Blessed Kateri Tekakwitha
October 15, 2012
CATHOLIC NEWS SERVICE
Blessed Kateri Tekakwitha, "the Lily of the Mohawks," is the young Indian maiden who, despite objections from some in her own clan, came to know and love Christ.
She was born in 1656 in a village on the Mohawk River called Ossernenon, now Auriesville, N.Y. Her father was a Mohawk chief and her mother a Christian Algonquin raised among the French.
She was born into a period of political and religious turmoil, 10 years after three of the Jesuit martyrs were tortured and killed. Indians blamed the "Blackrobes" for the sudden appearance of deadly white man's diseases, including smallpox.
When Kateri was four, a smallpox epidemic claimed her parents and baby brother. Kateri survived, but her face was disfigured and her eyesight impaired.
According to legend, she was raised by relatives who began to plan her marriage. But after meeting with Catholic priests, Kateri decided to be baptized and pursue religious life. When she was baptized on Easter in 1676 at age 20, her relatives were not pleased.
She fled the next year to Canada, taking refuge at St. Francis Xavier Mission in the Mohawk Nation at Caughnawaga on the St. Lawrence River, about 15 km from Montreal. She reportedly made her First Communion on Christmas in 1677.
She astounded the Jesuits with her deep spirituality and her devotion to the Blessed Sacrament. She took a private vow of virginity and devoted herself to prayer and to teaching prayers to the children and helping the sick and elderly of Caughnawaga.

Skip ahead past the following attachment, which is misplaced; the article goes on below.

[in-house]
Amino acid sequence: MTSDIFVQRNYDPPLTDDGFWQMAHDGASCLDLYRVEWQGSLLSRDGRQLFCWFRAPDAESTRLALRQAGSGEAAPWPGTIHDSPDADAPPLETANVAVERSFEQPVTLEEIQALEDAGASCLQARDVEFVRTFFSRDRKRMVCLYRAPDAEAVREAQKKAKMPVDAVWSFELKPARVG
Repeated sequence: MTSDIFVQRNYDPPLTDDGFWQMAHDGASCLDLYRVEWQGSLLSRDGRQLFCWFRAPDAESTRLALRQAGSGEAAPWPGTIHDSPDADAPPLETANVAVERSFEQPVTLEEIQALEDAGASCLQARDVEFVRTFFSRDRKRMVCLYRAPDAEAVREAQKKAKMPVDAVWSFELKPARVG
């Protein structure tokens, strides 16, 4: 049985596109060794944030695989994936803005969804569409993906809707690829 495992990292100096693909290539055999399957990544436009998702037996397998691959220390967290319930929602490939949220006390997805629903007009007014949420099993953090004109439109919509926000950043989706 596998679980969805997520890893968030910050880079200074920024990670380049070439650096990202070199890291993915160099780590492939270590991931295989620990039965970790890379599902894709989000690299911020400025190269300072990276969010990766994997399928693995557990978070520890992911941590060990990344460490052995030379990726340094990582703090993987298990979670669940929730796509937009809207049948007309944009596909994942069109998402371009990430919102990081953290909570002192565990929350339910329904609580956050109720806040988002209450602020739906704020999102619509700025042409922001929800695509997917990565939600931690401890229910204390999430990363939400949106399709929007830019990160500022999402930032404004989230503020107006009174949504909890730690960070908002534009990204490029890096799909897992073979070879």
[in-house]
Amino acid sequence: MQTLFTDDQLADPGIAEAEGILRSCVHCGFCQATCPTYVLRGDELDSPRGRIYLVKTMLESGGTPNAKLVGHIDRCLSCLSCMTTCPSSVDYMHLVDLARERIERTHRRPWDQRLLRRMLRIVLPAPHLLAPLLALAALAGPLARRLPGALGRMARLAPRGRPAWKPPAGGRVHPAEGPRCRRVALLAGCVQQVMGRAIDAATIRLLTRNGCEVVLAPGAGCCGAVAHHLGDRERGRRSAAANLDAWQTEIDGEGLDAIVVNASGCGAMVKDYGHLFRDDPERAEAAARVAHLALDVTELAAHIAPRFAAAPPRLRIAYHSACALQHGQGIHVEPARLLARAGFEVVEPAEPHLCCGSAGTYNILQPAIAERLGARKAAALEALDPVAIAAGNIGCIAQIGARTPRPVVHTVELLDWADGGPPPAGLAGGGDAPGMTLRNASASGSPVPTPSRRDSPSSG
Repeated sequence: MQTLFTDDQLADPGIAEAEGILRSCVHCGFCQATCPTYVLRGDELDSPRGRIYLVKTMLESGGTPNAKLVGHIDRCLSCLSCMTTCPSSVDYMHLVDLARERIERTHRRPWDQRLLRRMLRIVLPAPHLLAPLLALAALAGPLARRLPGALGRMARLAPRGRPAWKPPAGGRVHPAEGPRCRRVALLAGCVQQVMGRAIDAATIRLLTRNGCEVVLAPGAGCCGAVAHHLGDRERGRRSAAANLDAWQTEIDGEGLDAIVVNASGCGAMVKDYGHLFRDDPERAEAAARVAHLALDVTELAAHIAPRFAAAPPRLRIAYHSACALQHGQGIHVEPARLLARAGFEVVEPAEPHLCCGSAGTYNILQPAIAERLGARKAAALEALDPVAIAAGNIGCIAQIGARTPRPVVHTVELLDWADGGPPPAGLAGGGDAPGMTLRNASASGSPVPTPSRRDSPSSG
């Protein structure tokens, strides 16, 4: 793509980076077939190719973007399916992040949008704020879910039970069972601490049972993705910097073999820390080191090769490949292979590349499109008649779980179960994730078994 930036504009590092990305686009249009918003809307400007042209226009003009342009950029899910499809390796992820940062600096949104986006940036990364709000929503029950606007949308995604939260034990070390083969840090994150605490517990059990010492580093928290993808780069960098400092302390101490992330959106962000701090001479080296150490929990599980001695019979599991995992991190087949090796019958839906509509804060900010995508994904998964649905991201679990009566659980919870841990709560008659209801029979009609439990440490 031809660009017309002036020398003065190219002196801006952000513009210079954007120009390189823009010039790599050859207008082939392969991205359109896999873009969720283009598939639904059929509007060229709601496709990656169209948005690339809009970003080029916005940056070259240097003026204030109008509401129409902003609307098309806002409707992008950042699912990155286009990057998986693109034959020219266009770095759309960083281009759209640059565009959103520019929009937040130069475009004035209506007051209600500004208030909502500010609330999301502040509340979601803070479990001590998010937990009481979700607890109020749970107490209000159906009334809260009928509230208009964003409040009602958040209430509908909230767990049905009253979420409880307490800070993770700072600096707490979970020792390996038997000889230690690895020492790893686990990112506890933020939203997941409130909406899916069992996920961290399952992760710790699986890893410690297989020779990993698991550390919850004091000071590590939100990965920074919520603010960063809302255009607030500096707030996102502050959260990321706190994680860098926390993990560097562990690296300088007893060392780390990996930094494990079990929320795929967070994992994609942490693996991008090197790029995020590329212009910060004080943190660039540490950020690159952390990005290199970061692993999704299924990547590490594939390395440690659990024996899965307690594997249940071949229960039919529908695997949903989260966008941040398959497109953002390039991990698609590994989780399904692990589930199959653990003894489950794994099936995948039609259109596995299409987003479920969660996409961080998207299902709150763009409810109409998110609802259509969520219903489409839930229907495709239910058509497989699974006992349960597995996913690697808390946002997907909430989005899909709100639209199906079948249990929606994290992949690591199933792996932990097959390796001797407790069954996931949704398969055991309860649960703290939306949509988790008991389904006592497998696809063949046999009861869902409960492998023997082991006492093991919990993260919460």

Tekakwitha was not the only member of her community to embrace Christianity during a colonial time fraught with conflict and struggle for native tribes. But to her older, more educated Jesuit mentors, she was remarkable.
When her request to start a religious community was denied, Kateri continued to live a life of austerity and prayer. She was said to perform "extraordinary penances."
She died in 1680 at the age of 24. According to eyewitnesses, including two Jesuits and many Indians, the scars on her face suddenly disappeared after her death. Her tomb is in Caughnawaga. There is a shrine to her in St. Francis Xavier Church there.
Soon after Tekakwitha died, Catholics started to claim that favours and miracles had been obtained through her intercession. First Nations people have made appeals to the Catholic Church for her recognition since at least the late 1800s.
She was declared venerable in 1942 and was beatified by Pope John Paul II in 1980. In Canada, her feast is marked on April 17.
She is listed as patron of aboriginal people, ecology and the environment and is held up as a model for Catholic youths.
Currently rated by 0 people